Always stalking your partner online? How to test your jealousy and surveillance

466 days ago

Do you know if your partner has an Instagram crush?

Are you guilty of always checking their inbox or DMs?

Human interactions have been both enhanced and complicated by the rise of technology and the digital world.

Clinical sexologist Dr Eve says social media in particular have had an impact on intimate relationships.

Many partners monitor social media for signs of cyber infidelity or to ward off any online threats to their relationship.

Read: Enjoying secret chats online? It may be time to talk polyamory with your partner

But this behaviour can lead to unhealthy levels of jealousy and surveillance. It can also fuel distrust and anxiety about your partner's online activities.

Dr Eve says online surveillance can be a sign of insecurity and low self-esteem.

Instead of turning to a partner to have discussion or resolve a conflict, we're getting on to their Facbook page and social media to look at what they're doing.

Dr Eve, clinical sexologist

Many of us spend quite a lot of time feeling obsessed and insecure about likes and who people are friendly with, and go into relationship detachment because of it.

Dr Eve, clinical sexologist

We've got to very brave to be able to hold ourselves steady in the face of so much comparison.

Dr Eve, clinical sexologist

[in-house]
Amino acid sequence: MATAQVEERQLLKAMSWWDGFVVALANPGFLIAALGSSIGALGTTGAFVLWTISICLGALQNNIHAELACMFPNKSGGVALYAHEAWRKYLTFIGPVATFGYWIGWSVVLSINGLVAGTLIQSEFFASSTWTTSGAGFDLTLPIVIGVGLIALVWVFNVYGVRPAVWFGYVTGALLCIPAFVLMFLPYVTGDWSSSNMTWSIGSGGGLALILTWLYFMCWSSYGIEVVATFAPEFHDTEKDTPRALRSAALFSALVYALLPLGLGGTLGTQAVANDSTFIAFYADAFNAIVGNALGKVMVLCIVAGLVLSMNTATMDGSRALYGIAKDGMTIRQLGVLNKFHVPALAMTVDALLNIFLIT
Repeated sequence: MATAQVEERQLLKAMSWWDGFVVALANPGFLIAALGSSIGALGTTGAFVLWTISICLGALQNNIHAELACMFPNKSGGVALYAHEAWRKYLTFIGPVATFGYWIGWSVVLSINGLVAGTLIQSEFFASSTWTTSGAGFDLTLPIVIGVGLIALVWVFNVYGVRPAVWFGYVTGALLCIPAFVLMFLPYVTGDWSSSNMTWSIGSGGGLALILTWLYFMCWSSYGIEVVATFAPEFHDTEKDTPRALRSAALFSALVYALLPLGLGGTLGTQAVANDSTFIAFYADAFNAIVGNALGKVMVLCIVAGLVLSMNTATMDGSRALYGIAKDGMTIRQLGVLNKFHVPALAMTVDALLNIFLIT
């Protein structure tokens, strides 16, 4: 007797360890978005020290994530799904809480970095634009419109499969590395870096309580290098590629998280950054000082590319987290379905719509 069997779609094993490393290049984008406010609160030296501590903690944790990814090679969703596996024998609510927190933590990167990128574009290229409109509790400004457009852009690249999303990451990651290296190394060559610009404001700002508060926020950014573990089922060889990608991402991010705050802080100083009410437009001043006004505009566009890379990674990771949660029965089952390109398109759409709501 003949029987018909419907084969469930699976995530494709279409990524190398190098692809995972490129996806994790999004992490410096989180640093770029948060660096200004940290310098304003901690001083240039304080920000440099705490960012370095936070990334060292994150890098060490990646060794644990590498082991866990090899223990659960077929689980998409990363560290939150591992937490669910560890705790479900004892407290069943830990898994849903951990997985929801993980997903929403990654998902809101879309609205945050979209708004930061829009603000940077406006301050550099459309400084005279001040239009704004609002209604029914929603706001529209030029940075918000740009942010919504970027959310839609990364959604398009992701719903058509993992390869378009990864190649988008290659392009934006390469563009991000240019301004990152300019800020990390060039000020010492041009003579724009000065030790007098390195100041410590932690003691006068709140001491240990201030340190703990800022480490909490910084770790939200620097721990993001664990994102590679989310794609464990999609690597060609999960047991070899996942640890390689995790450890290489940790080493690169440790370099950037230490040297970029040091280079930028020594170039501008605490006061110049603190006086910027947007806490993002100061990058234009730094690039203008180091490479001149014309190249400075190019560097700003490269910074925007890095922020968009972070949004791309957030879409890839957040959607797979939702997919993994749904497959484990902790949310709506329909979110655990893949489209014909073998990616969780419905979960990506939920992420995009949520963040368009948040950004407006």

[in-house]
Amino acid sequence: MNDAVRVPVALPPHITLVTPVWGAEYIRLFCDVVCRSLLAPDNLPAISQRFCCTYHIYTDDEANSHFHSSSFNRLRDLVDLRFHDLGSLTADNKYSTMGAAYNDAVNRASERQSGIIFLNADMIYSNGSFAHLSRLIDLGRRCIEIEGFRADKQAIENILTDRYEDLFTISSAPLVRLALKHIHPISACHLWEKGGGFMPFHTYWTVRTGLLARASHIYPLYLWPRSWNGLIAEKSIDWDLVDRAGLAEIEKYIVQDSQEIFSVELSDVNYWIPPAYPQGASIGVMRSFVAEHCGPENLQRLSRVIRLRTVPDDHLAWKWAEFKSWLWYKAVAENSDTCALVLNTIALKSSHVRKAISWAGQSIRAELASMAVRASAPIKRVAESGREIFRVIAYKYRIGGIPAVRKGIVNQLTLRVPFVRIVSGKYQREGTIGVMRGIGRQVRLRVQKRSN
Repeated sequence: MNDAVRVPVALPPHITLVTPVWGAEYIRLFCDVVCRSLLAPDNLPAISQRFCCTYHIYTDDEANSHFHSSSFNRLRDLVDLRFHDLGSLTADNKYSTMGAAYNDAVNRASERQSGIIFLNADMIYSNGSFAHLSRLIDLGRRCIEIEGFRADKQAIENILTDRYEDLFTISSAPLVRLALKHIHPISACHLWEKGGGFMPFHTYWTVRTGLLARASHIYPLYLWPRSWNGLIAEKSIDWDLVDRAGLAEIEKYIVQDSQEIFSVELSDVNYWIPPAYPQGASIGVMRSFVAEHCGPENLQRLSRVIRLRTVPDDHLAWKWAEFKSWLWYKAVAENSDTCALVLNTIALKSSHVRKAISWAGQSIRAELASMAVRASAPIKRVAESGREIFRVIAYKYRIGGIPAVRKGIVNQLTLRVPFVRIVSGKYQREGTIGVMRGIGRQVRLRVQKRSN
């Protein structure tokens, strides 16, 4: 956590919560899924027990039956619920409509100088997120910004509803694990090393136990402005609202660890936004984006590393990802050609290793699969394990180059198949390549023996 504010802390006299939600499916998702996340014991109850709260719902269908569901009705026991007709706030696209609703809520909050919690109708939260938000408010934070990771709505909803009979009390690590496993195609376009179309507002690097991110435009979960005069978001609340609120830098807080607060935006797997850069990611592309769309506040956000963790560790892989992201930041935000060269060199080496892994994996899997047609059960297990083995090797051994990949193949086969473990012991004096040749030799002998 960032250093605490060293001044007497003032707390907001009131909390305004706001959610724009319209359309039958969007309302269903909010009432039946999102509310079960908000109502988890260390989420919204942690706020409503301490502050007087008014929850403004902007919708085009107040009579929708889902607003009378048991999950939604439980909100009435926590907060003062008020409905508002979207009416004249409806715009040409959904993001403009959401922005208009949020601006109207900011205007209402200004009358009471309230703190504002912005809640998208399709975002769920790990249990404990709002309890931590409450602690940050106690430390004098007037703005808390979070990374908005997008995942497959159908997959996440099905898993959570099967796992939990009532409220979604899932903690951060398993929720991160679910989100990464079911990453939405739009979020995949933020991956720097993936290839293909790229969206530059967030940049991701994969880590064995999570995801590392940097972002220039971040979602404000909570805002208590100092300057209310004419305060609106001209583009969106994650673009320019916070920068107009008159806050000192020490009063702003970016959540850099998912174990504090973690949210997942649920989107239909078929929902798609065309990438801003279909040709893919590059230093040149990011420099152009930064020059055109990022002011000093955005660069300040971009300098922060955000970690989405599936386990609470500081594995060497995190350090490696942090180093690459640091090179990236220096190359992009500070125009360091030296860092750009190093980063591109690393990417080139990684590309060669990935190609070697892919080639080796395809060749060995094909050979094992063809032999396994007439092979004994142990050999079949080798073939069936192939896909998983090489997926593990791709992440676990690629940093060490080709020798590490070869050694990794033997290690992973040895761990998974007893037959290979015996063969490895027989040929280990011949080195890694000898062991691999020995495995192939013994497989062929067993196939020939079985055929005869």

Look for other signs of commitment rather than those blue ticks.

Dr Eve, clinical sexologist

She explains that people with low self-esteem or poor conflict resolution skills are more likely to be jealous in real life and online.

Who would imagine that this kind of mate-guarding would happen?

Dr Eve, clinical sexologist

If you can be open with each other's real life worlds and what you're doing online, it takes away the jealousy.

Dr Eve, clinical sexologist

Dr Eve suggests that couples have open conversations about their digital activities and privacy preferences.

She says strong self-esteem and confidence is key to keeping a healthy relationship in the age of tech.

Dr Eve advises that people test themselves to see if their self-esteem is intact and consider therapy, if necessary.

How to do a quick self test:

  • Rate your self esteem from 1 – 5 (5 being highest and 1 lowest)

  • Rate your jealousy in personal relationships from 1-5 (5 being highest and 1 lowest)

  • Rate how well you manage conflict with your partner from 1-5 (5 being highest and 1 lowest)

  • Rate your Facebook jealousy from 1-5 (5 being highest and 1 lowest)

  • State if Facebook has been positive or negative to your interpersonal relationships.

Dr Eve offered her advise and listeners also shared their personal experiences.

Because we met on social media, I have insecurities and it is devastating and crippling. I've even considered getting a friend to check on his Facebook. It's not normal and I've never been insecure before.

Jenny, caller

I'm in a long distance relationship and my partner tends to get very distracted and busy that he won't contact me for a day or two. I've started checking his last seen on WhatsApp.

Trish, caller

Visit Dr Eve's website for more information.

Take a listen to the engaging discussion during the Talking Sex feature:

This article first appeared on CapeTalk : Always stalking your partner online? How to test your jealousy and surveillance



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